One problem I encountered was how to infuse the tart with the Earl Grey flavor without using the expensive and potentially difficult to find Rococo chocolate. But, the problem was solved and the result is similar to the flavor of the Rococo chocolate bar, although a little more subtle. I also wanted to add a bit more orange flavor to the shortcrust pastry than the plain one described in the “cook-along” video.
Sweet Orange Shortcrust Pastry
You will need a 10 inch diameter, two-part tart pan and weights for baking blind. The best weights are re-usable ceramic or metal ones, specifically made for this purpose. If you don’t have the ceramic weights, you can use either dried beans or rice, but these will need to be disposed of when you are finished.
- 2 cups plain flour
- Pinch of salt
- 2 clementines, zest plus 5-6 Tablespoons juice
- 1/4 cup icing sugar (= American confectioners sugar)
- 1/2 cup (1 stick) sweet butter, frozen
- 1 egg, beaten
In a large mixing bowl, put the flour and pinch of salt; sift the icing sugar into the flour. Zest and juice the clementines. Set the juice aside and finely chop the zest. Add the zest to flour mixture and stir. Coarsely grate the frozen butter into the flour and mix with your hands. Slowly, one tablespoon at a time, add the juice. When the juice has been absorbed, add the beaten egg. Continue mixing with hands until a rough ball is formed. Flatten the ball and wrap in cling film (= American Saran wrap) and refrigerate for an hour or two.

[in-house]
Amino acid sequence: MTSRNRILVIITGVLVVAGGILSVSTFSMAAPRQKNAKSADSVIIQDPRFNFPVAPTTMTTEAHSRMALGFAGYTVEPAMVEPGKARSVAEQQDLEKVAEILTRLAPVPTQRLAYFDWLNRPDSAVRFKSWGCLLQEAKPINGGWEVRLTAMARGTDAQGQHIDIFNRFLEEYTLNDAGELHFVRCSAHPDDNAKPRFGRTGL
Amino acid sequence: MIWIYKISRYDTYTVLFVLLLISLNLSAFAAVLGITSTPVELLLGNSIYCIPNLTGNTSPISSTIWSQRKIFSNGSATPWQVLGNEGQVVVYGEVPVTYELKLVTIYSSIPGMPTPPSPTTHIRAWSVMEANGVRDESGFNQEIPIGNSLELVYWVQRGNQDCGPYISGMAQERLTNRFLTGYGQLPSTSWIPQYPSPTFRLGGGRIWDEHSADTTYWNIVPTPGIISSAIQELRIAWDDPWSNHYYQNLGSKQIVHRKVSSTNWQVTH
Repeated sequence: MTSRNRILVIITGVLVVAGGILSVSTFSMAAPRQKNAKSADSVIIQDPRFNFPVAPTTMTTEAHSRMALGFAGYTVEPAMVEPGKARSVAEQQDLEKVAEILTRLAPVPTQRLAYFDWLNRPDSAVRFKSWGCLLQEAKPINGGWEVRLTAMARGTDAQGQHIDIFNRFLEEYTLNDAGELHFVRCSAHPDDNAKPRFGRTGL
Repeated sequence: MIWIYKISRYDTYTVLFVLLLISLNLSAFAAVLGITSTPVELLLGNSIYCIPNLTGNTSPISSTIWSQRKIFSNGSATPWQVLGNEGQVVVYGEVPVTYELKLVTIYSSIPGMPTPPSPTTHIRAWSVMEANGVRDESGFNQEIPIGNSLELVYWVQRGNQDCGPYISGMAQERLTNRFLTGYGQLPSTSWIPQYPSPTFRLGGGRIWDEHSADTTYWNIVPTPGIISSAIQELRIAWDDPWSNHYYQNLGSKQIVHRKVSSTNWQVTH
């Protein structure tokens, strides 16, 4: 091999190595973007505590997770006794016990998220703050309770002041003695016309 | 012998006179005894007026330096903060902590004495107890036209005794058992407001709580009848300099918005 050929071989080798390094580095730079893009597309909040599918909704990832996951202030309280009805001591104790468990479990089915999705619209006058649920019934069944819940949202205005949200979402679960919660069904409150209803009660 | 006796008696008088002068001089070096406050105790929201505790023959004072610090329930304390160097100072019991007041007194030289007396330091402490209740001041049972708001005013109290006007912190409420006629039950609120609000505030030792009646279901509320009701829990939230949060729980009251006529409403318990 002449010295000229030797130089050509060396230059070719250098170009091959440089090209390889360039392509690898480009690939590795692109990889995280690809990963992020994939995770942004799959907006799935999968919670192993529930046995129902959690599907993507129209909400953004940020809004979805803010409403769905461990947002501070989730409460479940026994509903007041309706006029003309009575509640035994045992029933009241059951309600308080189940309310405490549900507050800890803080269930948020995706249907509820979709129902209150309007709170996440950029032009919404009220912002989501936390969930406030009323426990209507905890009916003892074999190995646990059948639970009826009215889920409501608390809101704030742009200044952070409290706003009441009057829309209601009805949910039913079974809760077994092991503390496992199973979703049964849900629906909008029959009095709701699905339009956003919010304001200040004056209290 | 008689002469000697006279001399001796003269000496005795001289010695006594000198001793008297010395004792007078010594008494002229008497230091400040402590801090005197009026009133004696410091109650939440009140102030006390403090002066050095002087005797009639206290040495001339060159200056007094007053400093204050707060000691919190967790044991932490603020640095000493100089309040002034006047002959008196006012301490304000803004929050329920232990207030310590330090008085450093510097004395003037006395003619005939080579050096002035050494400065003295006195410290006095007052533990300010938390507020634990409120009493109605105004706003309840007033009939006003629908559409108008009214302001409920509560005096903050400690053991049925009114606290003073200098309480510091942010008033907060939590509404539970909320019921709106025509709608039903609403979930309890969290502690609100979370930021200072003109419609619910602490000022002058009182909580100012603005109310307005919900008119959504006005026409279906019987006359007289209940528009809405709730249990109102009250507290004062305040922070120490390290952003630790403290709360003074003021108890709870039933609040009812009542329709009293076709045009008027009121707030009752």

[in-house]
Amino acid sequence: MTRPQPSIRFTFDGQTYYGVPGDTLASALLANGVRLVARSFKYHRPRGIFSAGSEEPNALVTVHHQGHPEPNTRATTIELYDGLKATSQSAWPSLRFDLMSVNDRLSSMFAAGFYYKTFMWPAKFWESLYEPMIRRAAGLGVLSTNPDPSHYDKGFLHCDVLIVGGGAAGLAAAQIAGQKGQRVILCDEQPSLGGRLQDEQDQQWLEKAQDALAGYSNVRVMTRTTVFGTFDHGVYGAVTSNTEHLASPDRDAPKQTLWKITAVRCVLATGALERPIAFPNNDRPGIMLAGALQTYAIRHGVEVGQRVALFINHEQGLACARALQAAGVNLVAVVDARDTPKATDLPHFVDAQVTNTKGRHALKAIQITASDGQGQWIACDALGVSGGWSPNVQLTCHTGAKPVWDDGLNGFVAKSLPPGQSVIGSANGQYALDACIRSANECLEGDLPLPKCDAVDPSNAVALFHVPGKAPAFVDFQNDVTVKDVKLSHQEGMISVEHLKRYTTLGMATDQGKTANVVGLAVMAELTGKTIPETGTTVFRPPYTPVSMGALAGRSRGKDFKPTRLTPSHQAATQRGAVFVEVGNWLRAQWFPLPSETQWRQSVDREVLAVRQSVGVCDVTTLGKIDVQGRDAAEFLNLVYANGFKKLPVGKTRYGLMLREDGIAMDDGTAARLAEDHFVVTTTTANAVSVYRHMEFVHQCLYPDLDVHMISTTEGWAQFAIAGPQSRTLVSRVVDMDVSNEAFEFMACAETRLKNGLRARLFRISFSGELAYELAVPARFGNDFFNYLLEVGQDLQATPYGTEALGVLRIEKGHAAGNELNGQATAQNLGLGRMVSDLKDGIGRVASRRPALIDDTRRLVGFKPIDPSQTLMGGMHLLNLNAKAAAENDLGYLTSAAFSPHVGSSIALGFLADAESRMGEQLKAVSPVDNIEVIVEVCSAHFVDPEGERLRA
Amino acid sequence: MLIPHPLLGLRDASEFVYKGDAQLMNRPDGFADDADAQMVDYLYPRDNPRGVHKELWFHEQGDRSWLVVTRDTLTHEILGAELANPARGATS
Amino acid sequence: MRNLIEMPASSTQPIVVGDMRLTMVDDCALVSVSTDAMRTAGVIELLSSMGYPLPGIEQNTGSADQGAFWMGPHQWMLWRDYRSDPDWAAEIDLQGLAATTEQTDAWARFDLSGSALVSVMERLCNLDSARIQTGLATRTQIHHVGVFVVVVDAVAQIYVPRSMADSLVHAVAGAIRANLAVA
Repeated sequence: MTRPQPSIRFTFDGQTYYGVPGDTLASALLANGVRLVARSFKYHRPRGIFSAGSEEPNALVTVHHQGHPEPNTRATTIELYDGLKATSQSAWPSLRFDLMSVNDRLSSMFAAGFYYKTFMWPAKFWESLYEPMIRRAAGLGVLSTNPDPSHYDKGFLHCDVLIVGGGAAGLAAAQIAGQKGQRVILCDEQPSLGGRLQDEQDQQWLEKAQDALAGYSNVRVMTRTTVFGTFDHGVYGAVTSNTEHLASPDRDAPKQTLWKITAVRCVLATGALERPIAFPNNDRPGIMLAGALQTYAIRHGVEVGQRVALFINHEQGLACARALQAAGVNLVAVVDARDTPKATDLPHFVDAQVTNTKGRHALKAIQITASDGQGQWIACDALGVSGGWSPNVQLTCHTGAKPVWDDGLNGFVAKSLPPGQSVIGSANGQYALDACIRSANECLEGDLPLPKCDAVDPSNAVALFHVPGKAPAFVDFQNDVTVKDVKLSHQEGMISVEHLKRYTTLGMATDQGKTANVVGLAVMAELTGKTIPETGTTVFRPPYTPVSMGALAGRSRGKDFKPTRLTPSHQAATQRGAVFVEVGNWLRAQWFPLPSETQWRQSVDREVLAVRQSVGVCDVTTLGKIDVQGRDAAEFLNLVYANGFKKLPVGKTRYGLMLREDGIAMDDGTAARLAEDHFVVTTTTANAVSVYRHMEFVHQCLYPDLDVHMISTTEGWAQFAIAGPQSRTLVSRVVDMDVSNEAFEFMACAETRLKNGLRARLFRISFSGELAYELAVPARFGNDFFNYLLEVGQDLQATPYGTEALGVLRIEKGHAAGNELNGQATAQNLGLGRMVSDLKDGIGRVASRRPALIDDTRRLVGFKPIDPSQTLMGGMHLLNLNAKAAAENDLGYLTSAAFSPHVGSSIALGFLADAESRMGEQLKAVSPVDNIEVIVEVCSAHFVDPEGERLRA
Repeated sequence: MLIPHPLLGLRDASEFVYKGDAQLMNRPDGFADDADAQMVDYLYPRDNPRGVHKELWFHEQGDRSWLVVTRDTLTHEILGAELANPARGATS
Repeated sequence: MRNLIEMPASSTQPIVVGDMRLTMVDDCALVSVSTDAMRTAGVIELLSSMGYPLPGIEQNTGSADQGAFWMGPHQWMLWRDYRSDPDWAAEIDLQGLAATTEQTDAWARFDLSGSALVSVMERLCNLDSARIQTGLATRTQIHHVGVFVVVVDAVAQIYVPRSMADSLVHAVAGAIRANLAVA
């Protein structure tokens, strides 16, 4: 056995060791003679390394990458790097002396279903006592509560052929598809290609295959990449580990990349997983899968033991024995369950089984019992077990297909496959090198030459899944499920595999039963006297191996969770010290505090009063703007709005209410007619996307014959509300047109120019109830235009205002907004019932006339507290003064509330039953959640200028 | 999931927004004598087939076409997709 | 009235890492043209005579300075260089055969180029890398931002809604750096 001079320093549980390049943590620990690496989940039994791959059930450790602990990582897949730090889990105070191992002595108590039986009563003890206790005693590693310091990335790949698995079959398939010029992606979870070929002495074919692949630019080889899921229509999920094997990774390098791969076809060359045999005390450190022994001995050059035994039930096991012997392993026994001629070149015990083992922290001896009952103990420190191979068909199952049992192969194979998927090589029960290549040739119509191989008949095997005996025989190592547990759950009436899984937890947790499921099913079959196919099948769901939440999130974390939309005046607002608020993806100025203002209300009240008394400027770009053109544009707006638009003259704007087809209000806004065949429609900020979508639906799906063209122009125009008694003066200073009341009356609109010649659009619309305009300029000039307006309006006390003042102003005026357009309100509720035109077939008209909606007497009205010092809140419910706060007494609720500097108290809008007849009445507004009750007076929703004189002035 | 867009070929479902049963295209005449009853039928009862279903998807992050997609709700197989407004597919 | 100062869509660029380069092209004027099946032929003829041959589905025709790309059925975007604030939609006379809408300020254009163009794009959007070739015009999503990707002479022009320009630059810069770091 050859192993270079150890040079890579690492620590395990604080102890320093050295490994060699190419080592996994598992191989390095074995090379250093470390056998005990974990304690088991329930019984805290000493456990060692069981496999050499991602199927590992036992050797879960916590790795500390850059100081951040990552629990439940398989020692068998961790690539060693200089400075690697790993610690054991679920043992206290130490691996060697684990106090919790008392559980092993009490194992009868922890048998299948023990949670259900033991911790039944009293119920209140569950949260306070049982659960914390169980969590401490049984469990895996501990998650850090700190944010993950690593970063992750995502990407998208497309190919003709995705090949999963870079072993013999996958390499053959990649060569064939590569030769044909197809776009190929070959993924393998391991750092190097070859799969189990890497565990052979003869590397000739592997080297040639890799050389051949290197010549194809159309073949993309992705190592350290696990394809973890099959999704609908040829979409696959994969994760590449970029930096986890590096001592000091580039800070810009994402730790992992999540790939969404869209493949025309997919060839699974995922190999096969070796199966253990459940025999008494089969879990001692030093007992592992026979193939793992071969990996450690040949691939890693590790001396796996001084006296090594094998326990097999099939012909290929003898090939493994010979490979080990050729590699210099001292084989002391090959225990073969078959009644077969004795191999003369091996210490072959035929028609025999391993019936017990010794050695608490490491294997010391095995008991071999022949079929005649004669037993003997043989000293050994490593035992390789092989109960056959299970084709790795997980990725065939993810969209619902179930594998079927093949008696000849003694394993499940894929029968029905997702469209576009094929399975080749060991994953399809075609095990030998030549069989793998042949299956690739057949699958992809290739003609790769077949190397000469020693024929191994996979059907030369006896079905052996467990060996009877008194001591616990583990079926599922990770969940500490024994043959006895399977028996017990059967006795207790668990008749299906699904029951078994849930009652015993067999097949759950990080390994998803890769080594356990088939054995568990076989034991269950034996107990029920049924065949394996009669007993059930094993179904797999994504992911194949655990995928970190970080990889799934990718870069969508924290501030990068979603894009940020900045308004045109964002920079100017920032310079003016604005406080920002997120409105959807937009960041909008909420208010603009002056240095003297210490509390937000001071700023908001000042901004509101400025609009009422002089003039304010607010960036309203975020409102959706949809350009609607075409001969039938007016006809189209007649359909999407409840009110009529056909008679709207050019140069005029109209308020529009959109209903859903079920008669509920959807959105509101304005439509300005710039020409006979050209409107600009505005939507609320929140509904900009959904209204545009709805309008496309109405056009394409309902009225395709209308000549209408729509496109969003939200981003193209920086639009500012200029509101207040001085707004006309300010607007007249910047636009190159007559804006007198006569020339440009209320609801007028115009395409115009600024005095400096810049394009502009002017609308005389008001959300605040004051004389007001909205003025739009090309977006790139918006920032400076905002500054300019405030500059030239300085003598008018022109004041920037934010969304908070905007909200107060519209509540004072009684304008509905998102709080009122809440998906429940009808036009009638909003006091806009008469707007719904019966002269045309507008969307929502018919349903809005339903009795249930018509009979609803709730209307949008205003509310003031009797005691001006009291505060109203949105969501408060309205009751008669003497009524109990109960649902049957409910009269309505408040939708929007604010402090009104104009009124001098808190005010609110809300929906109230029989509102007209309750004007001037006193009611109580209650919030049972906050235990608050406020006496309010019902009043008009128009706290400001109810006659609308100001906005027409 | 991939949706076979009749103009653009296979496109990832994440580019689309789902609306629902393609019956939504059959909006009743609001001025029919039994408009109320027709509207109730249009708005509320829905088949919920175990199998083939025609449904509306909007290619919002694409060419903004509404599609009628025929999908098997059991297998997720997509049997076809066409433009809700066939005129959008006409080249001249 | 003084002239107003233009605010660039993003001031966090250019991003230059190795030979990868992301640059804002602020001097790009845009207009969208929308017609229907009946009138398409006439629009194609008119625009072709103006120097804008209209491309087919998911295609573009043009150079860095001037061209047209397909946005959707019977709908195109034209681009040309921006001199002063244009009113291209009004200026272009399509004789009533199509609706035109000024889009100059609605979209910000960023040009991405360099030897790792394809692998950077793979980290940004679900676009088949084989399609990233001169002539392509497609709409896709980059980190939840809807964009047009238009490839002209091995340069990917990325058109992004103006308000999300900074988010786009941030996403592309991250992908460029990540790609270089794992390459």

Roll the dough out to a rough circle on floured greaseproof paper or baking parchment, approximately 12 to 14 inch in diameter. Rolling out on paper will make it easier to lift when you transfer it to the tart pan. Fit the dough into the tart pan and cut the excess from the edges. With the tines of a fork, liberally prick the bottom and sides of the tart shell. Cover the tart shell and place it back in the refrigerator for at least half an hour.
Preheat oven to 350 degrees F. When the tart has cooled and rested, uncover, then line it with baking parchment and add the weights. Bake for 15-20 minutes. Remove the weights and parchment paper and return to the oven for another 5 minutes in order to brown. This is called blind baking. Remove from the oven. It is ready to fill.